Space: It’s about a place you want to be

By Manette Newbold Fisher

Friday, August 03, 2018

As Sandia leadership looks toward fulfilling the Labs’ operating principle of one lab, one system, a new vision for space management is taking hold.

For years, space was managed by 11 divisions in a decentralized model, leading to a constrained and unbalanced system, said Jack Mizner, centralized space manager. Space coordination generally was assigned to members of center support teams as a part-time focus. This, among other issues, led to inconsistency, space conflicts, short-term planning and lack of communication between divisions.

In June 2017, representatives from Facilities, Human Resources, Business Operations, Space and Asset Management and Information Technology began meeting to plan for the implementation of centralized space management.

The primary objective was a model based on organizational change management principles, project management tools and best practices. Jack and his team of strategic and tactical space planners continue to consult with division and center leadership to fine tune the new model.

Los Alamos, Livermore, Nevada studied

Benchmarking studies of other space management approaches were conducted to inform Sandia’s model, which included other Department of Energy sites (Los Alamos and Lawrence Livermore National Laboratories and the Nevada National Security Site) and universities.

“This model is not new. While it’s new to Sandia, companies do this all over the country and all over the world,” Jack said. “They have professionals who work in this field.”

Some of the most notable research the team gathered came the from University of Michigan’s Space Utilization Initiative, which put into place space policies that are used across campus in a centralized space management approach, according to strategic space planner Jeff Smith. In doing so, the university avoided $462 million in one-time capital costs and some $18 million in estimated recurring operating costs.

Of particular interest to Sandia was a shift in Michigan’s campus culture, where space is now considered an institutional resource that must be shared and managed effectively for the good of the institution.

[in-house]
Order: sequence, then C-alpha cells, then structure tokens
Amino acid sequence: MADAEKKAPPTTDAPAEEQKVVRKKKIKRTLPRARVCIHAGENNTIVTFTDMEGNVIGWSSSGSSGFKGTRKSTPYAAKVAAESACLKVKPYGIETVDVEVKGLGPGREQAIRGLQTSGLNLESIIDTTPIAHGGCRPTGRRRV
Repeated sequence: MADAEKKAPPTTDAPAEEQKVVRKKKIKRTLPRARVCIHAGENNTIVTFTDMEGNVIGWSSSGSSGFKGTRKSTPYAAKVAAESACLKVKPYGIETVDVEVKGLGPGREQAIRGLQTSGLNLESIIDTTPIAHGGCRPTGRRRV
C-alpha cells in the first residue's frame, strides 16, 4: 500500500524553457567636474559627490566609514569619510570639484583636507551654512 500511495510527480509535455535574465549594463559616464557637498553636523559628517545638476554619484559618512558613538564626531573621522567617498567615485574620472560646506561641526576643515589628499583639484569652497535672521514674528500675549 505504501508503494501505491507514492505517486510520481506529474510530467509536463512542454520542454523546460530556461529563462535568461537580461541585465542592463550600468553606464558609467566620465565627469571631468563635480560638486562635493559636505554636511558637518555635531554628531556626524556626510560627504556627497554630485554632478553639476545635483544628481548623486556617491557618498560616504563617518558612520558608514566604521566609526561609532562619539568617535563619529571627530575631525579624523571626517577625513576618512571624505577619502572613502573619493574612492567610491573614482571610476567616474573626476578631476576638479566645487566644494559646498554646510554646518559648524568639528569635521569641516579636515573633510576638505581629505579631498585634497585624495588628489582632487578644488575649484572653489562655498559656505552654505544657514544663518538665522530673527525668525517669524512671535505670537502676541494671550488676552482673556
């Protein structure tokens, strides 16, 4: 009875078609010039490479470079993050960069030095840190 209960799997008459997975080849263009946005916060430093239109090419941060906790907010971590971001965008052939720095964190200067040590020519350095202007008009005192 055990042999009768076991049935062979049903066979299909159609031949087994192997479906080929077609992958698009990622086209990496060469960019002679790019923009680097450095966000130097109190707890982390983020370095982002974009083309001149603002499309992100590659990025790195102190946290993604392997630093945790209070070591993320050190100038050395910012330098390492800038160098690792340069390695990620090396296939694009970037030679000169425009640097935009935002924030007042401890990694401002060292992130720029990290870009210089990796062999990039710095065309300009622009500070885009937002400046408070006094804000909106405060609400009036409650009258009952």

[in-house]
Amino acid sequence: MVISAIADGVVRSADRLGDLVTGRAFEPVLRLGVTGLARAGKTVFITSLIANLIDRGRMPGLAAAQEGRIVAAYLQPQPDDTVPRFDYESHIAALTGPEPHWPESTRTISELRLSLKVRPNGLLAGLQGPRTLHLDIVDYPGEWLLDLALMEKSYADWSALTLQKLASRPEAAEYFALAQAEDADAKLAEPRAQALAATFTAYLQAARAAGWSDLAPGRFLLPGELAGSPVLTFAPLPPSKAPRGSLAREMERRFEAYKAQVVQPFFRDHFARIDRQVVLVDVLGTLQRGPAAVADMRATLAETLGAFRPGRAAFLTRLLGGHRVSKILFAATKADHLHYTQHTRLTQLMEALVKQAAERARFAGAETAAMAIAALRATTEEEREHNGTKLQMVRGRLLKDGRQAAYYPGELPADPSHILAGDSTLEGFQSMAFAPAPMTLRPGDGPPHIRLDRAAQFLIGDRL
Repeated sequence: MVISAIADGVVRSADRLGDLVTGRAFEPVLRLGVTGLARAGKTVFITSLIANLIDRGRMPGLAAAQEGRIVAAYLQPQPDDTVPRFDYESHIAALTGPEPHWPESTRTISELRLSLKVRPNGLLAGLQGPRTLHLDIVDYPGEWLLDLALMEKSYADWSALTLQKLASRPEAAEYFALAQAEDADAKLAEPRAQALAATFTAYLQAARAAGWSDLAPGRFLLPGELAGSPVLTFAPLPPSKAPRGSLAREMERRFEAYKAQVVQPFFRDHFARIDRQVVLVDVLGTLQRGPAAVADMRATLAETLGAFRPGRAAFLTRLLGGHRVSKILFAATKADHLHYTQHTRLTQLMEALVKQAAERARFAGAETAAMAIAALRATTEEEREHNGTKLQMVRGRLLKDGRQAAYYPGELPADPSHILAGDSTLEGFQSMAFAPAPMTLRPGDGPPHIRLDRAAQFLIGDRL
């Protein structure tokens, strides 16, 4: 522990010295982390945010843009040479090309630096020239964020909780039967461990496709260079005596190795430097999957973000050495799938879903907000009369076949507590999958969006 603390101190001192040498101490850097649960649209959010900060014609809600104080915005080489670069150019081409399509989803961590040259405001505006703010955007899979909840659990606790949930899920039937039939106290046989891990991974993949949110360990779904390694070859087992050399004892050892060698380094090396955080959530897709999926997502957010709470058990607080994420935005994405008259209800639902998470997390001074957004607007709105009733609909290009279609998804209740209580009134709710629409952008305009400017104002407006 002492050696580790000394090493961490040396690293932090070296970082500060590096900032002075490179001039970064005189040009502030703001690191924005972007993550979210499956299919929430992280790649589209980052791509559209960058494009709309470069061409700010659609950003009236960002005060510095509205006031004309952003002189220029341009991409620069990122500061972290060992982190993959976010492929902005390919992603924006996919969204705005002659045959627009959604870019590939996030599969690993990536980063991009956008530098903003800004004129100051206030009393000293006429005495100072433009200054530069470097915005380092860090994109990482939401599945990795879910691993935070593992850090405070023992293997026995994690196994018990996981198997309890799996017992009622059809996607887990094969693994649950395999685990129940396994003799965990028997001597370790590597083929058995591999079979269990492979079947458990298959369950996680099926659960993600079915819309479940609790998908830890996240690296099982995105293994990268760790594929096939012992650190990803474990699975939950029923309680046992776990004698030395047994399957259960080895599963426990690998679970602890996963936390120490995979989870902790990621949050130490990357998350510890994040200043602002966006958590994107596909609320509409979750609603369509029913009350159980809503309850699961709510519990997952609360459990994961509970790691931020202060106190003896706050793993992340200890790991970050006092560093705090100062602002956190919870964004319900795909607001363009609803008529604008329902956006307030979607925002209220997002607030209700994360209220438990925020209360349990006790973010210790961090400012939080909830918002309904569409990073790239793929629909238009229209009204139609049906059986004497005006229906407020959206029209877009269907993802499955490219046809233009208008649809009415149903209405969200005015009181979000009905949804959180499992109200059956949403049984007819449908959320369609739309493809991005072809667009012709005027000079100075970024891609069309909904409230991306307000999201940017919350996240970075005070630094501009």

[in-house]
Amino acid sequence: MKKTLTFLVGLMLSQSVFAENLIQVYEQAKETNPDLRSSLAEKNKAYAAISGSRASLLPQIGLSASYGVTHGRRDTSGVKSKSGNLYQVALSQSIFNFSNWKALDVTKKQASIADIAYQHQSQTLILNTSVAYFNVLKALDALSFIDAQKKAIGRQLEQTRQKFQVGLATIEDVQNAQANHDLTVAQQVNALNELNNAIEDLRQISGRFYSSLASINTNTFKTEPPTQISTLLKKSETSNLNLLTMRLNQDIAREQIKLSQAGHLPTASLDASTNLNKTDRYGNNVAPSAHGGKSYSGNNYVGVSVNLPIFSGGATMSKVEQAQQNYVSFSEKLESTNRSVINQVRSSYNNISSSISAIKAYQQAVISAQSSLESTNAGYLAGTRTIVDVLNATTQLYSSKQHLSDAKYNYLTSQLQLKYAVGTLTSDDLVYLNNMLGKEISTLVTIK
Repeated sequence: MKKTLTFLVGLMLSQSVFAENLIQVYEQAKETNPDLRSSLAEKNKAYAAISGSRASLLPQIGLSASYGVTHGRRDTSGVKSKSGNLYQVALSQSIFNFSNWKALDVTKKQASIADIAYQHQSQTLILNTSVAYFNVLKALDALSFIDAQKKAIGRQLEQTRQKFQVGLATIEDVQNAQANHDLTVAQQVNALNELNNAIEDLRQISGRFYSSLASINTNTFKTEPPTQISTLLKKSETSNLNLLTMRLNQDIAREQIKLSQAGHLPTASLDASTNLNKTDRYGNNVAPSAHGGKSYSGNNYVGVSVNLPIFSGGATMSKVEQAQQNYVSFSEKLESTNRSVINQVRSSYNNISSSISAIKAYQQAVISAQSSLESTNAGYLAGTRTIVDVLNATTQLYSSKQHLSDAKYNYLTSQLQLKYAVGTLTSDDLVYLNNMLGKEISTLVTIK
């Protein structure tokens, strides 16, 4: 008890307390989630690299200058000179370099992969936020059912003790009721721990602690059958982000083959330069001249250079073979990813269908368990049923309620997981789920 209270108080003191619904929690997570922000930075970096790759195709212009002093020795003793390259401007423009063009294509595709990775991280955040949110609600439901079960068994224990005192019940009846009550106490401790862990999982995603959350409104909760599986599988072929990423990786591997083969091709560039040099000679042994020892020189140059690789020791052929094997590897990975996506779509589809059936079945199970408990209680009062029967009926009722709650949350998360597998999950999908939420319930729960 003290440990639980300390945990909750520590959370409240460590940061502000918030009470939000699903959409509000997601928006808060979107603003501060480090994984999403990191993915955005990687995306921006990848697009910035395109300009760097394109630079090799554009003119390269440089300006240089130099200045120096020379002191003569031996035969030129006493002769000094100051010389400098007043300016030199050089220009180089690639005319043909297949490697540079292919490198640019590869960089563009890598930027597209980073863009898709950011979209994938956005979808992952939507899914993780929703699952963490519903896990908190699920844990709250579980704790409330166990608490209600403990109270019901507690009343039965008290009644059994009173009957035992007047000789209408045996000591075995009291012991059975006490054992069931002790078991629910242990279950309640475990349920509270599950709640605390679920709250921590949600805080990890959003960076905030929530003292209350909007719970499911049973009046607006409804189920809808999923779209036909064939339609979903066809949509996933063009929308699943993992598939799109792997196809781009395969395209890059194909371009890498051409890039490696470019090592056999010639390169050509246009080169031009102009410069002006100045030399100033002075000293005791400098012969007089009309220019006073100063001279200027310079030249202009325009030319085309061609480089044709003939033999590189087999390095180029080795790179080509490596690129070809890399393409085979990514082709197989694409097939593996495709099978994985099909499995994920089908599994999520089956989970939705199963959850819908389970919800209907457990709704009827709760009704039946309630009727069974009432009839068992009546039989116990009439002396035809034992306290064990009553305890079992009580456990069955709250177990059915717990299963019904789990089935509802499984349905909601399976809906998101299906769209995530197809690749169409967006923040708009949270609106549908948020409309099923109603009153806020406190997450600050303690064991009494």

“In light of the short-term projected mission growth, space management is one of the only timely tools we have to help out – all the more important that this initiative is successful,” said Lynne Schluter, Facilities director.

A new Sandia system

The new space management workflow begins with a need, Jack said, and the sooner the facilities organizations in New Mexico and California know about that need, the sooner the team of tactical space planners can help. Requests are submitted through the MAXIMO system, available on Techweb.

The space planners will work with centers and divisions, as well as HR, to make appropriate space assignments and coordinate any needed space modifications. Under the new model, key roles include:

  • Strategic site planners interact with assigned divisions to understand needs and future Labs capabilities. They ensure Sandia addresses facilities and infrastructure requirements.
  • Tactical space planners are responsible for the short-term management of space and will maintain data and metrics to inform longer-term decisions.
  • Building managers will work with other team members to meet customer space needs and ensure workspaces are safe and secure.
  • Moves personnel ensure relocation needs are met, both for computing and physical/personal assets.

Together, the team will identify opportunities where space utilization can be improved.

Jack said the goal of the new space management structure is to ensure each division has appropriate and suitable space available for each member of Sandia’s workforce and that the policy is consistently applied across Sandia. He also said the system aims to retain, attract and engage top talent at the Labs.

For more information on Centralized Space Management, including presentations, FAQs and contact information, visit Sandia's Space Solutions website.